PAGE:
There’s plenty wrong with our country, but I’m also aware (and deeply thankful, but not thankful to this government) for the liberties I have. I can criticize the government because it’s my right. I don’t live in fear of being arrested or assaulted by the police if I say something against the government. I have freedom, I have liberty, I have freedom of expression, and I realize as I reflect on the realities in other countries that I don’t exercise my freedom of expression enough. I might not get to the point where I start name-calling government officials, but I should be more vocal about the things I care about. When it comes to respecting the human rights of all Canadians (and our right to a clean environment is intricately linked to our human rights as individuals and groups), it is shameful that the government dismisses any criticisms, from opposition parties to public outcry to the United Nations, and ploughs ahead with its own agenda. This is not a Canada I am proud of. This is not my Canada.

Blatant disregard for basic human rights – Article 3 of the Universal Declaration of Human Rights states we all have the right to life, liberty and security of the person – continues to tarnish progress in Canada and elsewhere in the world, even in this year of the Arab Spring. The death toll in Syria is over 5000 since protests began, violence has erupted again in Egypt following elections, and the oppression continues in Bahrain. When I think back at the year’s events, as so many of us do as the year’s end approaches, there is one issue above all that upsets me the most, and recent events have only made things worse. I am still angry at the arrest, imprisonment, mistreatment, and unfair trial of my friend and human rights defender Abdulhadi Alkhawaja, currently serving a life sentence in Bahrain for defending the rights of others. His daughter Zainab, clearly demonstrating very peacefully against the government at a roundabout last week, was handcuffed, dragged into a police van, and arrested. This is wrong. His arrest was wrong, her arrest is wrong; both should be free. Her lawyers were told yesterday, “What trial?” as they appeared in court. The leadership in Bahrain should think of implementing the recommendations put forward by the Bahrain Independent Commission of Inquiry. When will the violence end, when will the common denominator that bonds us all – our humanity – be enough to stop the hatred? When will those in positions of power admit to their weaknesses, mistakes, and human rights violations so we can move on with our lives and focus on bettering ourselves and helping each other rather than oppressing those who dare to speak of human rights for all?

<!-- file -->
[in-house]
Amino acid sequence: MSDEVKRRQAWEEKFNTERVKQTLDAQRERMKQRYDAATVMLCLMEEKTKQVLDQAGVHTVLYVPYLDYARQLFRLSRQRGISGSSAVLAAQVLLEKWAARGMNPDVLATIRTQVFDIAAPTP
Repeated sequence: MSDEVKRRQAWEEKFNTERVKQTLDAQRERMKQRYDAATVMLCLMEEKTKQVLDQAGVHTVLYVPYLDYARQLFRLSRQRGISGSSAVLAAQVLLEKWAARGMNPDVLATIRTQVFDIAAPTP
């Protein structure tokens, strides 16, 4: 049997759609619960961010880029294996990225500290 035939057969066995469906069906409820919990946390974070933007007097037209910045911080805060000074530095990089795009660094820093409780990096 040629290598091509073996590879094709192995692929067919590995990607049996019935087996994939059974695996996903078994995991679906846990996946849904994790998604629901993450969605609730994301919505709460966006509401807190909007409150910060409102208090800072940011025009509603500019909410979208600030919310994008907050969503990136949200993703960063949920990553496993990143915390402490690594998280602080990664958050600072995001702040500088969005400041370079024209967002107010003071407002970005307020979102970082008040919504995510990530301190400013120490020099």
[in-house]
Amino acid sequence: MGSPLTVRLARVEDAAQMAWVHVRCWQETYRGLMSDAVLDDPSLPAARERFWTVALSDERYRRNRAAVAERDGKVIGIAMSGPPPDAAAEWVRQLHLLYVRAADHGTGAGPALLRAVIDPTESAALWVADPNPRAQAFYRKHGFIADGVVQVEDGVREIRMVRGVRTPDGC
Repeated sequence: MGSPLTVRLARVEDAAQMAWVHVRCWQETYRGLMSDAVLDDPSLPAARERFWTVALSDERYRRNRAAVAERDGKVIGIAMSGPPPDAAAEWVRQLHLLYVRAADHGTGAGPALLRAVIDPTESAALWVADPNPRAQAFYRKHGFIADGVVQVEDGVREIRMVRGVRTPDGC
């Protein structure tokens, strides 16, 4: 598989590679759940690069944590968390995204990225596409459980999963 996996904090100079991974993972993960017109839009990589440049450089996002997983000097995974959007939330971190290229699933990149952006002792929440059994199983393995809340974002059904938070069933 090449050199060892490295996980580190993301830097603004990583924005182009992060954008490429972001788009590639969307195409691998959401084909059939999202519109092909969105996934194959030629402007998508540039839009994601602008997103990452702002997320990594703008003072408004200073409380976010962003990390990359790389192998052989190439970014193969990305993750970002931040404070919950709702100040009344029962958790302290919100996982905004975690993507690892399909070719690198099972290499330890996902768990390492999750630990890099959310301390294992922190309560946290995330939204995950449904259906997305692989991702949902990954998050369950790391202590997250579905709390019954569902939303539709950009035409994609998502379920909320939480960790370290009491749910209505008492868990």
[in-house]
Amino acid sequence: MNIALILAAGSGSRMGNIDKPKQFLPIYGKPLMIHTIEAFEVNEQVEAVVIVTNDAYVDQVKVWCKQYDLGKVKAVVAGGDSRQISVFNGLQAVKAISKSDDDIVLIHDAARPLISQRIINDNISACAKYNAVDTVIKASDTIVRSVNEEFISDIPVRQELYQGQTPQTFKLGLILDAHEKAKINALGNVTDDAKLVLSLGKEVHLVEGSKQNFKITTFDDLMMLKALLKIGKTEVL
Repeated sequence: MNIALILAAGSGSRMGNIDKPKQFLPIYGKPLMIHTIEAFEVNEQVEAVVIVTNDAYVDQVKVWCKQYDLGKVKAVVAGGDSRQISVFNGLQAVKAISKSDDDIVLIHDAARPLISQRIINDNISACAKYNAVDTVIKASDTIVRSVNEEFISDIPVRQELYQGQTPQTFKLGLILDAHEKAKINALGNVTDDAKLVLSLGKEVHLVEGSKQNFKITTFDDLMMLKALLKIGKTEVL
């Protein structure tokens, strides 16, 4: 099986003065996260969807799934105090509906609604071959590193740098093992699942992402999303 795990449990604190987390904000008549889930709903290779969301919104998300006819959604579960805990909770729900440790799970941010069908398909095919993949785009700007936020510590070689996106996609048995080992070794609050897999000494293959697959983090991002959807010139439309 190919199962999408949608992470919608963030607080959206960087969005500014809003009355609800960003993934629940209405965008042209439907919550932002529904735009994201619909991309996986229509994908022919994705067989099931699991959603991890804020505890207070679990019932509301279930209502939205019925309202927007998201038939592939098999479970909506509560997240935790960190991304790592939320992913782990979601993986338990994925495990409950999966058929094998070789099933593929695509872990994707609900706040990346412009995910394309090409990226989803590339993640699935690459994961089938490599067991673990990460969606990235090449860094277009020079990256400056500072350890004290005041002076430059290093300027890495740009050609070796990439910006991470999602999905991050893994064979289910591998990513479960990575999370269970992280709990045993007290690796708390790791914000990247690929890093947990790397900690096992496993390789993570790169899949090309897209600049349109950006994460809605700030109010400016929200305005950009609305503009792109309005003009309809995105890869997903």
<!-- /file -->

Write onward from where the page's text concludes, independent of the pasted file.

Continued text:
To those who have fought to claim your own rights and protect the rights of others, I respect and envy your courage. You are the voice of the fed up, the tired, the pissed off, the oppressed, the violated, the hurt. Speak up so that more can be inspired.